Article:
intro Tcl/Tk programs handler actions to events widgets graphics appendix
[-<--%--^-->-] In comparison with ordinary programming (in C++), programming in a window environment (in C++) introduces a number of additional difficulties. First of all, the programmer must become acquainted with the various widgets constituting the (graphical) user interface, such as buttons, menus, messages, canvasses, etcetera. And secondly, perhaps the most difficult aspect of window programming, the programmer must deal with a rather different control structure, involving actions and callbacks in response to events generated by the user or the window environment, such as mouse movements and mouse button manipulations.

A number of toolkits for the X11 environment with an interface to C++ do exist already. Well-known for example is the InterViews library, which offers powerful features for defining the layout of graphical user interfaces. See LVC89. However, despite the elegance of its design, InterViews is slightly cumbersome to use and lacks a number of the features and widgets needed for rapidly implementing a graphical user interface. Commercial packages for GUI (Graphical User Interface) programming in C++ are available. The disadvantage of these packages, apart from their price, is primarily that they do not offer the flexibility needed in a research environment.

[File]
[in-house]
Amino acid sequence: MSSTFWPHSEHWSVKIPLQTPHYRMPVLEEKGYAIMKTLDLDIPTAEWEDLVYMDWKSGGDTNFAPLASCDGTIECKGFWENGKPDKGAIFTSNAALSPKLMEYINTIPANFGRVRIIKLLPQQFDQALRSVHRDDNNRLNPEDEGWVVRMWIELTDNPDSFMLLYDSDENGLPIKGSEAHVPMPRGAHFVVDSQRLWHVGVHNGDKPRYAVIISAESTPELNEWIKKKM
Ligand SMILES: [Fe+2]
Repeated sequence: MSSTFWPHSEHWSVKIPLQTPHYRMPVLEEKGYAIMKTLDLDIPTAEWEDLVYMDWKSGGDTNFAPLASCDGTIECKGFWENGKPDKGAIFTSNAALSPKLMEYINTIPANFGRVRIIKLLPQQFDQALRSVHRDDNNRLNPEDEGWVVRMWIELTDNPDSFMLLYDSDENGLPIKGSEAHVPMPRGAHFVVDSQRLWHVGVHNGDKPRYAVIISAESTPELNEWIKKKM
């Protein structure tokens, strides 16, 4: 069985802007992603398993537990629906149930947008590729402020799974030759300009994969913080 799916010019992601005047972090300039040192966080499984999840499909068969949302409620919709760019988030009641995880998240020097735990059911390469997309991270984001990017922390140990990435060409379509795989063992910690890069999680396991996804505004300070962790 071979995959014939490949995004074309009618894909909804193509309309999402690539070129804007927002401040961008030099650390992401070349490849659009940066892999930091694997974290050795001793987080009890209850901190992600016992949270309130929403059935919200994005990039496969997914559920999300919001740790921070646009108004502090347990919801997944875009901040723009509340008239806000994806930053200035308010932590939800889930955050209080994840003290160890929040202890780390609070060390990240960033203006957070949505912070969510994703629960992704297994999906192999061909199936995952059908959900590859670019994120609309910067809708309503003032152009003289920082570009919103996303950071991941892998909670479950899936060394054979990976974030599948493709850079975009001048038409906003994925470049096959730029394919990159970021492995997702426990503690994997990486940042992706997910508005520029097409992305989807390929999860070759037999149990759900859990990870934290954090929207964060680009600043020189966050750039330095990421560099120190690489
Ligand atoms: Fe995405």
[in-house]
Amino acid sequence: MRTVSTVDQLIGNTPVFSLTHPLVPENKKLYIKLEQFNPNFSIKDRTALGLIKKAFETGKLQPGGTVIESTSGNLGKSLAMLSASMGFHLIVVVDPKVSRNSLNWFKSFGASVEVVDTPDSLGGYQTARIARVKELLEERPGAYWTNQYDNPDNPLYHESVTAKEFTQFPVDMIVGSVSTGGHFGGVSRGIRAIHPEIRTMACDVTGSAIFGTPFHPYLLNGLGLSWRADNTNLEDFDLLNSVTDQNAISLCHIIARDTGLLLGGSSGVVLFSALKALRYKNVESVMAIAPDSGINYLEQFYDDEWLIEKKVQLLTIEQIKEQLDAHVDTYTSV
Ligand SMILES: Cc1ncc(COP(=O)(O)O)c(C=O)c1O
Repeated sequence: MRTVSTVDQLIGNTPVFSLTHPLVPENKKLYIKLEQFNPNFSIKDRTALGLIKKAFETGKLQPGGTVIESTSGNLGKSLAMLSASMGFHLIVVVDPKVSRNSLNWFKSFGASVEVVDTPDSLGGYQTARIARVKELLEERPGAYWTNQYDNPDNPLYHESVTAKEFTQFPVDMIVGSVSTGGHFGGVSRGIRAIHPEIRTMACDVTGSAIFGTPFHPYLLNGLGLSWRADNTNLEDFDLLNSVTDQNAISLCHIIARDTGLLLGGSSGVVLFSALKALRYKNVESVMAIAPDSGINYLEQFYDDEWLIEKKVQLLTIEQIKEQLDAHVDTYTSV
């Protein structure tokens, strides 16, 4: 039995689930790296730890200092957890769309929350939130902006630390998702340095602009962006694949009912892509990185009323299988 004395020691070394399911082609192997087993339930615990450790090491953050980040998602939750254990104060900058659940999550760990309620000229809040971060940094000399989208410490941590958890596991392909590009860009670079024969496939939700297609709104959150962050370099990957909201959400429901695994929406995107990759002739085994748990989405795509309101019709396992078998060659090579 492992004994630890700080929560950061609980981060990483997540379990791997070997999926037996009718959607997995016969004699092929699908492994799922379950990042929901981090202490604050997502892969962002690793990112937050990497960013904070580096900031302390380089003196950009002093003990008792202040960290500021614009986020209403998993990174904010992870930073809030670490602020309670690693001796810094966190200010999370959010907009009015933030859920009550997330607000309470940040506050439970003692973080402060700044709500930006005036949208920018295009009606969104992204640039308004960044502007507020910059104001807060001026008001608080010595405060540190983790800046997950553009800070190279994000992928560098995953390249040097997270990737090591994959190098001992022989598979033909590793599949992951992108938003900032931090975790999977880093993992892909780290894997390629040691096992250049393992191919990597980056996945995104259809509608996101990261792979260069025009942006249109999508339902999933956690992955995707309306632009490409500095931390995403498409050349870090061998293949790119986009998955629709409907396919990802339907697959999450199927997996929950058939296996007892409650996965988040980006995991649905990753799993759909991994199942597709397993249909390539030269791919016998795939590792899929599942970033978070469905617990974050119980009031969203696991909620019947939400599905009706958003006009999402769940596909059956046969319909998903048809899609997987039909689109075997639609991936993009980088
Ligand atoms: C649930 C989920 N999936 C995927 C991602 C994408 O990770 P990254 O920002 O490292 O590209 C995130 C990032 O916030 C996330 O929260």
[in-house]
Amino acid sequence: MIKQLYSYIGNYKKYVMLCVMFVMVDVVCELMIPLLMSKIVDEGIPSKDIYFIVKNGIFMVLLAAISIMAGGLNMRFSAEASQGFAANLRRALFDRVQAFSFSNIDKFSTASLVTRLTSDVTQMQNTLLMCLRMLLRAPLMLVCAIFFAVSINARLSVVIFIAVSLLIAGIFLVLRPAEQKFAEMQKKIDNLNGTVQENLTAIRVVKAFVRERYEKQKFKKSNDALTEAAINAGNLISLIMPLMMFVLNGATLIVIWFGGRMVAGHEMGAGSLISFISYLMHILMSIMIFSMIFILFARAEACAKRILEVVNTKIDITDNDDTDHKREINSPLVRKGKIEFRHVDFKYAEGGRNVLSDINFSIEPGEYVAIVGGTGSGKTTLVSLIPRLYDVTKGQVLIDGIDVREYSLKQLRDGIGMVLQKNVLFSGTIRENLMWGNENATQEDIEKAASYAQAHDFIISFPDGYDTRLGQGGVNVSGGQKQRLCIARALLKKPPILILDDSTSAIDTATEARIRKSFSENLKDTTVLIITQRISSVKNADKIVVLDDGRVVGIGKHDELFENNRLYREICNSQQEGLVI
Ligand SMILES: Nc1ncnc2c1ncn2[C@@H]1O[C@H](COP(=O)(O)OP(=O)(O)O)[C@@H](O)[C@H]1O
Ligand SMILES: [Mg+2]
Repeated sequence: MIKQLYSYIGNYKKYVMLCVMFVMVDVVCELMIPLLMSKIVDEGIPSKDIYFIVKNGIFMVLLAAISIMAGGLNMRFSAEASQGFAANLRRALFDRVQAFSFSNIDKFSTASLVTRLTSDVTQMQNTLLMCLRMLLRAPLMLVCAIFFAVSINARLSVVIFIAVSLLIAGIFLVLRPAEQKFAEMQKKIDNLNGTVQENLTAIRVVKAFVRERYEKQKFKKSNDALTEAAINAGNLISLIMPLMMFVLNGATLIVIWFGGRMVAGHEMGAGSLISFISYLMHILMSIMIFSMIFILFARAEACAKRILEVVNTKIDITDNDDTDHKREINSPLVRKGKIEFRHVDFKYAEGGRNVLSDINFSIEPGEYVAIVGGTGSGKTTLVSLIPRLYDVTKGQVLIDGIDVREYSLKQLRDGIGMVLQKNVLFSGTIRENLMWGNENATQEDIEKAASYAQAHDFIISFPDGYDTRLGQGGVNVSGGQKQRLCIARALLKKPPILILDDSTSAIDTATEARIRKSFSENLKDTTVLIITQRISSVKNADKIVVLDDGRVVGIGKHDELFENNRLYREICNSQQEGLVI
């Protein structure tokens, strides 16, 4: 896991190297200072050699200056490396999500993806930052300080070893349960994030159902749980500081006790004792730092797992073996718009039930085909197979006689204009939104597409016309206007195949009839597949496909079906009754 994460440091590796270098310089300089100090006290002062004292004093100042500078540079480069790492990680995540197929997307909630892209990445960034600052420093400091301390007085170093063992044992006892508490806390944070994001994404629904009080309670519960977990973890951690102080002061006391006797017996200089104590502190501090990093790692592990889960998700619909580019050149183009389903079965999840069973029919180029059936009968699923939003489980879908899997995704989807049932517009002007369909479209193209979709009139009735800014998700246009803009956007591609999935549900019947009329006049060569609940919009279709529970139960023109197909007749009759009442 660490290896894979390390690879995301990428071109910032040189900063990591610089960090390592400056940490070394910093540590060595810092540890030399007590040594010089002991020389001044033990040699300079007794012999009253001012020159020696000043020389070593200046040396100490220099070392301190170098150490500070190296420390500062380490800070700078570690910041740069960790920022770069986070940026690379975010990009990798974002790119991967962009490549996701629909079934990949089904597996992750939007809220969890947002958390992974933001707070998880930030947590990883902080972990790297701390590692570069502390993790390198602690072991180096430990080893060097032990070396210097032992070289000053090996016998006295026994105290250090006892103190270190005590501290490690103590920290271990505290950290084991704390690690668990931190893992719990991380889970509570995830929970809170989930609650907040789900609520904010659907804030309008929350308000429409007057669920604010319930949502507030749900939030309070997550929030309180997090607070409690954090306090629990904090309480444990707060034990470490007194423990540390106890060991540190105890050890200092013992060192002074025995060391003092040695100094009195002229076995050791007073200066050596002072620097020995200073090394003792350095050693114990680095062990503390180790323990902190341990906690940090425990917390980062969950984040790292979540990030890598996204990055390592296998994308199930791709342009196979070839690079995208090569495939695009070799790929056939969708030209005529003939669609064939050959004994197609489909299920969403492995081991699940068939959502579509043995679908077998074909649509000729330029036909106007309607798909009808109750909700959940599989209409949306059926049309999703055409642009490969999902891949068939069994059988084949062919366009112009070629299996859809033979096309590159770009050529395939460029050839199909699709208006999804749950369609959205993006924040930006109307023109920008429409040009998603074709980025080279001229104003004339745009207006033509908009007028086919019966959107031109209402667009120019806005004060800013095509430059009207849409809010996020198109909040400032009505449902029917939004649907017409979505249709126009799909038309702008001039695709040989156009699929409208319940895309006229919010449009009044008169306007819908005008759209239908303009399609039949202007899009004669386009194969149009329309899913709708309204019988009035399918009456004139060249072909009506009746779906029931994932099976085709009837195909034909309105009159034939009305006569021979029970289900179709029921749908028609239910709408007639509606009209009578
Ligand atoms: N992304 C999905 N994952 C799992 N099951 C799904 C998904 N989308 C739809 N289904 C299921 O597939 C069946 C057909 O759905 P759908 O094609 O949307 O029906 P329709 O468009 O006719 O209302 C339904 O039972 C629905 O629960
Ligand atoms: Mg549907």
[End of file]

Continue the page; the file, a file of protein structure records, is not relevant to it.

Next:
A rather different approach to GUI programming has been advocated in Ousterhout91, which describes the Tcl/Tk toolkit. Tcl is a cshell-like (interpreted) script language that may be embedded in C or C++. Tk is a window and graphics toolkit based on X11, partly implemented in Tcl and partly in C. Tk offers numerous widgets, including a powerful canvas and text widget. Moreover, the Tcl scripting language allows the user to rapidly prototype rather complex graphical user interfaces by writing Tcl scripts. These scripts may be executed by using wish, the windowing shell interpreter that comes with Tk. Despite being based on Tcl, the performance of Tk (and wish) is comparable with (and in some respects even better than) C or C++ based toolkits.

The Tcl/Tk toolkit has become very popular in a rather short period of time. The popularity of Tcl/Tk is partly due to the extensibility of Tcl. New functionality, implemented in C, may easily be added by creating a new version of the wish interpreter, incorporating the additional commands. Numerous extensions to Tcl/Tk and corresponding interpreters have been made available, including extensions offering facilities for distributed programming (dp), extensions offering object oriented features ([incr tcl])\footnote{ [incr tcl] may be read as a paraphrase of tcl++ in Tcl syntax. }, and extensions offering additional widgets such as a barchart and hypertext widget (blt).\footnote{ These extensions may be obtained from }